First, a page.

Paul Wyganowski. But he’s a who, not a what.
I love my new Wyganowski. It’s similar to a Miyata frame, using all the same hardware (seat post and bearing holders, but stronger. It’s also a little heavier, but that’s because it’s a professional-level frame. It’s made to take a beating for a long time, without any effect on it. I have broken Miyata frames over the years. My only complaint about the Wyganowski is that it’s not available in chrome. I’ll do that to mine eventually, when the paint gets chewed up. Paint on unicycle frames always gets chewed up.
I agree with Borges on the 20’’ wheel, Strong and rigid wheel and frame, Square fork crown, Long seat tube, and minimum free space above the tire. You don’t want a bunch of bolts in your seat tube, as with a Miyata, to gouge out your legs. I’ve had custom posts that were real long, with the bolt up near the seat, since 1984. You need a good platform for your foot, for one-foot, gliding, coasting, and stand-up skills.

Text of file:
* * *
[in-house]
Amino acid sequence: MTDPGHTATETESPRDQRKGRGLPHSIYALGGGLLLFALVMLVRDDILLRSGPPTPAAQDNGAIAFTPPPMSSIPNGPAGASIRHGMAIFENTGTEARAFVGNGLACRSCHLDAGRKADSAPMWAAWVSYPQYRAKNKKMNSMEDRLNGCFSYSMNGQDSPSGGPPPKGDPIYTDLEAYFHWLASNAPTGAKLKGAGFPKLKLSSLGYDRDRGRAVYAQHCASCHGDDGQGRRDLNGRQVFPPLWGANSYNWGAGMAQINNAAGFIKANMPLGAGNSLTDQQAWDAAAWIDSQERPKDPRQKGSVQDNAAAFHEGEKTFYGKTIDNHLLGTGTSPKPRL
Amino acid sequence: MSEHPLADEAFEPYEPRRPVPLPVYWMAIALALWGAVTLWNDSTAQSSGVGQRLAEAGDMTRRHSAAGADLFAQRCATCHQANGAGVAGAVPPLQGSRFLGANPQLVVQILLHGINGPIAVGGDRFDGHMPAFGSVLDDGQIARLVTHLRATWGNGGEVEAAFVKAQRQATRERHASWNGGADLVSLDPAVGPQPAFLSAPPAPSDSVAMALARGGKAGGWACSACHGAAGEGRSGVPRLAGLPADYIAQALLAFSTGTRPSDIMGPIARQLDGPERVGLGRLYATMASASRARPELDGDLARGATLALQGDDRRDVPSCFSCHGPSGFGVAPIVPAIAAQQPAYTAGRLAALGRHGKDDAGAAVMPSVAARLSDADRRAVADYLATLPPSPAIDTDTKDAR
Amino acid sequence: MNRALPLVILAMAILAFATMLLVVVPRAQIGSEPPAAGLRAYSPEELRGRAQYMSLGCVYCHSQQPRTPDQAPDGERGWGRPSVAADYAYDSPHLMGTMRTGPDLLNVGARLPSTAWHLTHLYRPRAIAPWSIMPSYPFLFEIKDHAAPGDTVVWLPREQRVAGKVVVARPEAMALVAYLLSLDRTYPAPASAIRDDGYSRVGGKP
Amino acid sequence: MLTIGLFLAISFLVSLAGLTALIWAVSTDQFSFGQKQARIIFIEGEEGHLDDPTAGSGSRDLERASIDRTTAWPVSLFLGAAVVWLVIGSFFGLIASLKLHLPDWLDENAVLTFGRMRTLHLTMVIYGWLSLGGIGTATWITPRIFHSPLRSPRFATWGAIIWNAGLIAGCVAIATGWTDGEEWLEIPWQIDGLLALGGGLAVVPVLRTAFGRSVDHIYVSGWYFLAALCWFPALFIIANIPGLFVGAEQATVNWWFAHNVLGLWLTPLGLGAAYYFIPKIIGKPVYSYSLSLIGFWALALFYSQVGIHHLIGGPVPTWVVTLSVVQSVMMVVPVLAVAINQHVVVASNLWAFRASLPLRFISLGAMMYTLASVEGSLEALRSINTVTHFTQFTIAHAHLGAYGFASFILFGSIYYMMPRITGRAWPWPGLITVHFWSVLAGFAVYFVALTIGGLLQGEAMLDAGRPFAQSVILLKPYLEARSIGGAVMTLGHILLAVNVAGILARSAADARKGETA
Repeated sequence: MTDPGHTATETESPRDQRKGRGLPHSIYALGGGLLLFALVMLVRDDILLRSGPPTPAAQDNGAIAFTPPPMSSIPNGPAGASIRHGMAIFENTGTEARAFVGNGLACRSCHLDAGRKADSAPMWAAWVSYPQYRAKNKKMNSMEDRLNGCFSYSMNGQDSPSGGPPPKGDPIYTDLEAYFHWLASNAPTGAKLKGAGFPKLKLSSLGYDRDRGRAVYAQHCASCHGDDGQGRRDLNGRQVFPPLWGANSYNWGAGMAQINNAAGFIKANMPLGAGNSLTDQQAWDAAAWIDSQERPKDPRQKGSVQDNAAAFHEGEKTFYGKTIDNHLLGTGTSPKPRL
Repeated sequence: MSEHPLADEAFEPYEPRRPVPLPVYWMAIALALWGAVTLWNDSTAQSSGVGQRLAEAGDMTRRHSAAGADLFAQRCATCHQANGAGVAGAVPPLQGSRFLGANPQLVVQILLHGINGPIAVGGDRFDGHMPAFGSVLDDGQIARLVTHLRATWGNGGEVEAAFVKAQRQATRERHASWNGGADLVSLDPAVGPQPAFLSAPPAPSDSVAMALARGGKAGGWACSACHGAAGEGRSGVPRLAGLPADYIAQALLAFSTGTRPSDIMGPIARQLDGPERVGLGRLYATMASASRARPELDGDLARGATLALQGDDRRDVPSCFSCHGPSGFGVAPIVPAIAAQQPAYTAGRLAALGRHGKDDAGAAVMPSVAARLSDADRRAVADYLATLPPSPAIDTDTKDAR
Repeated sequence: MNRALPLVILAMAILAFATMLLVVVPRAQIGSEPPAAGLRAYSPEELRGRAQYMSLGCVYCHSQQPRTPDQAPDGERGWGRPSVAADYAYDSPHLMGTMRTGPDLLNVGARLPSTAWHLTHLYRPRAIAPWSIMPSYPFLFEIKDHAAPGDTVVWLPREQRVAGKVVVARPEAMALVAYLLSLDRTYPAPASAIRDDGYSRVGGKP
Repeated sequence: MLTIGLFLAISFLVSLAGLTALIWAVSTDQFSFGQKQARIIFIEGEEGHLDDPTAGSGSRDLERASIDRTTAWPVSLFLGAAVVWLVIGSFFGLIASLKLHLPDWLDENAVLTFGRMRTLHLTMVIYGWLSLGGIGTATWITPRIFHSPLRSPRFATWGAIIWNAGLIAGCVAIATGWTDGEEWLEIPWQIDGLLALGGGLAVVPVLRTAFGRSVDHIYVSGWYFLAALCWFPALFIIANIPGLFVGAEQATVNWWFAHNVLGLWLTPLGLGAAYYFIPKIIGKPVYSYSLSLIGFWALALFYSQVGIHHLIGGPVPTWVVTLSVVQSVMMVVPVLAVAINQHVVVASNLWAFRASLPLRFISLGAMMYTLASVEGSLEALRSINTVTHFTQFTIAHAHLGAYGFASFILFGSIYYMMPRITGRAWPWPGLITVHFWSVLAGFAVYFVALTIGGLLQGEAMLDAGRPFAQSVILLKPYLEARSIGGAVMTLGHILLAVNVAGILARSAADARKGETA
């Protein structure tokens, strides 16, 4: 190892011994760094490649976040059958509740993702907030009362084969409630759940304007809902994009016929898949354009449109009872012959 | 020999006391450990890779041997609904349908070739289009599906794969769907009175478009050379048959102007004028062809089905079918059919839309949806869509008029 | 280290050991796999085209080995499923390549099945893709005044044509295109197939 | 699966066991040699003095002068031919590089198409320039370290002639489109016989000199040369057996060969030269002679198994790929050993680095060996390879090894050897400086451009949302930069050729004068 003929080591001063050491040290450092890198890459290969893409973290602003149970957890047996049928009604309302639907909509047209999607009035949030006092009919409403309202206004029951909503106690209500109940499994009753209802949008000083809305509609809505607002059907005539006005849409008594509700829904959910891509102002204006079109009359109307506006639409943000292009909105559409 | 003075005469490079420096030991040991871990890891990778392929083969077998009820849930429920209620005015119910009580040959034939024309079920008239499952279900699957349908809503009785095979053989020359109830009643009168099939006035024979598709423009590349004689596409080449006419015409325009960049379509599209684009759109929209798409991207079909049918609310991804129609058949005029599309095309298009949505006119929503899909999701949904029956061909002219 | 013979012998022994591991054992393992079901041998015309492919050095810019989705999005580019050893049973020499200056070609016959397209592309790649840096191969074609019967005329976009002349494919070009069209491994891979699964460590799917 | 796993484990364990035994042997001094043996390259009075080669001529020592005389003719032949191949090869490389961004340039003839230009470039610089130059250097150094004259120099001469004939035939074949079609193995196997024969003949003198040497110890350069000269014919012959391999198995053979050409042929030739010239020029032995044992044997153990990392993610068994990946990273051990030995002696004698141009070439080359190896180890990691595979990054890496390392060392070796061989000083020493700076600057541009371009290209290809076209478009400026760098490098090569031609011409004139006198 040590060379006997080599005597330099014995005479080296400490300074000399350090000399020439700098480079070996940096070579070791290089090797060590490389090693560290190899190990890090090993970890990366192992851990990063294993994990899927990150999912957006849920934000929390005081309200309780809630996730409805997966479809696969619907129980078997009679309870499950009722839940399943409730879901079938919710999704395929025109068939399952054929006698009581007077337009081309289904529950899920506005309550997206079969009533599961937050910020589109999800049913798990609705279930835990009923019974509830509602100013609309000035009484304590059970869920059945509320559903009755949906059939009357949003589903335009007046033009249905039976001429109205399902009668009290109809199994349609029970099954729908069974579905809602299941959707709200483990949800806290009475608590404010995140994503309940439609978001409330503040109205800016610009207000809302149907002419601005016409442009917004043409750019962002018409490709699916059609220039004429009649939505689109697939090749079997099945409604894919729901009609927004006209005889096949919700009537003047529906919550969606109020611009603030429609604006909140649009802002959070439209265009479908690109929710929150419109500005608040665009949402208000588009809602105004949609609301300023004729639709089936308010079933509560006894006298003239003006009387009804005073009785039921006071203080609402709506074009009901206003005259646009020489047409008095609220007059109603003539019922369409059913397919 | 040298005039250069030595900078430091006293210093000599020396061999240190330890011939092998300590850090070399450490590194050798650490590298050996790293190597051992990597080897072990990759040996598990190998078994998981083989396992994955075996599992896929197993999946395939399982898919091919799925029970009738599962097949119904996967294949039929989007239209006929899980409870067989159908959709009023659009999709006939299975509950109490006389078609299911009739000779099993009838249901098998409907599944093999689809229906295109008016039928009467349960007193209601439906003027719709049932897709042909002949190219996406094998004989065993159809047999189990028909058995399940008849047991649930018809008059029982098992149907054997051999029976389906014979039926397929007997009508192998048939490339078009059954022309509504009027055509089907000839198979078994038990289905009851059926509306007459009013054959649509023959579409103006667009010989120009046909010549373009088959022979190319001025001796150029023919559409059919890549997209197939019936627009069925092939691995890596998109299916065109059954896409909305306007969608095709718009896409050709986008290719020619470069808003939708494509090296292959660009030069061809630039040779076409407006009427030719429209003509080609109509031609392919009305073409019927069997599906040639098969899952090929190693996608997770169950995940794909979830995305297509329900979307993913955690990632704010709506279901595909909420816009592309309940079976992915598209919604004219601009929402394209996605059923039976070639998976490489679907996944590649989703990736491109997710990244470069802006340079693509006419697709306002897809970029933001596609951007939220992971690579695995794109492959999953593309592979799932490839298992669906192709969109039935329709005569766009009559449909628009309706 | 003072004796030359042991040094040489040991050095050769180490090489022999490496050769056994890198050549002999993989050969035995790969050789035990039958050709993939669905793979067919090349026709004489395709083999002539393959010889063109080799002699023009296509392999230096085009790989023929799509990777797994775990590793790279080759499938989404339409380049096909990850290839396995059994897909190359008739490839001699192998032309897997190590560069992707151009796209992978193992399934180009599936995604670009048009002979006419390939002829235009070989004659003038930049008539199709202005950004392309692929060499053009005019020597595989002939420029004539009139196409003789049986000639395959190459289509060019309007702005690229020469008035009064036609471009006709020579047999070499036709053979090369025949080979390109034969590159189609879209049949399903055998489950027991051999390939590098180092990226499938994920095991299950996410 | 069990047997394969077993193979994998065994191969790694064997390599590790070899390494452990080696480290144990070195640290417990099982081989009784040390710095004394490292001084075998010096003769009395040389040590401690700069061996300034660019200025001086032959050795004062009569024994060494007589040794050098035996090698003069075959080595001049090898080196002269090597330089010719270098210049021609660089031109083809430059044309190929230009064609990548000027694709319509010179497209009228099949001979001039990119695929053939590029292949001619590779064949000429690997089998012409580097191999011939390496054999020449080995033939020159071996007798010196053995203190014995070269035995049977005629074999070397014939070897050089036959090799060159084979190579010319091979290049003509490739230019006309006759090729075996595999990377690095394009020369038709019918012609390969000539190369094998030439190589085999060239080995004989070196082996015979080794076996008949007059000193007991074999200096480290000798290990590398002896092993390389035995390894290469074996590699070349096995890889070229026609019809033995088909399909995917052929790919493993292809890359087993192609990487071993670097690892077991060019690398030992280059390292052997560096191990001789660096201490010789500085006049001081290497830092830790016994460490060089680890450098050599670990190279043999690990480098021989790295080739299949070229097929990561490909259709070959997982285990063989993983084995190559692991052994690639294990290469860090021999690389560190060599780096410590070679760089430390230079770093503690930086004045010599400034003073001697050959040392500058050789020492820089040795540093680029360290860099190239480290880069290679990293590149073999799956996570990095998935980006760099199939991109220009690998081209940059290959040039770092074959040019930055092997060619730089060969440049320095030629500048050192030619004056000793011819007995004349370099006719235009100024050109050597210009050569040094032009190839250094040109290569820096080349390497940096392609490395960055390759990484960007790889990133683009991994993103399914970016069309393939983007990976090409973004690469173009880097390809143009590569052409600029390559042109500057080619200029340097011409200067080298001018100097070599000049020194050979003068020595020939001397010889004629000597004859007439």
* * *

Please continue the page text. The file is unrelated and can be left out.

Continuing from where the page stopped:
I currently have 102mm cranks on there, after 18 years with 125s. So far they’re still coming up a little short for my tastes, and I think I’m going to try 110s. Shorter is better for spinning and fast-pedaling skills, but the leverage is bad.
A colored tire and plastic pedals are important for indoor riding, and you want a seat that can take lots of drops. Miyata seats are great, though the handle gets in the way for some tricks. You can cut off the handle (which should basically cure the problem with the newer Chinese ones), or get the Kris Holm Freestyle seat. Don’t know if those are available yet, but I’m sure they’ll be worth the wait.
Also make sure you have a good, strong seat post clamp, so your seat isn’t always jerking to the sides.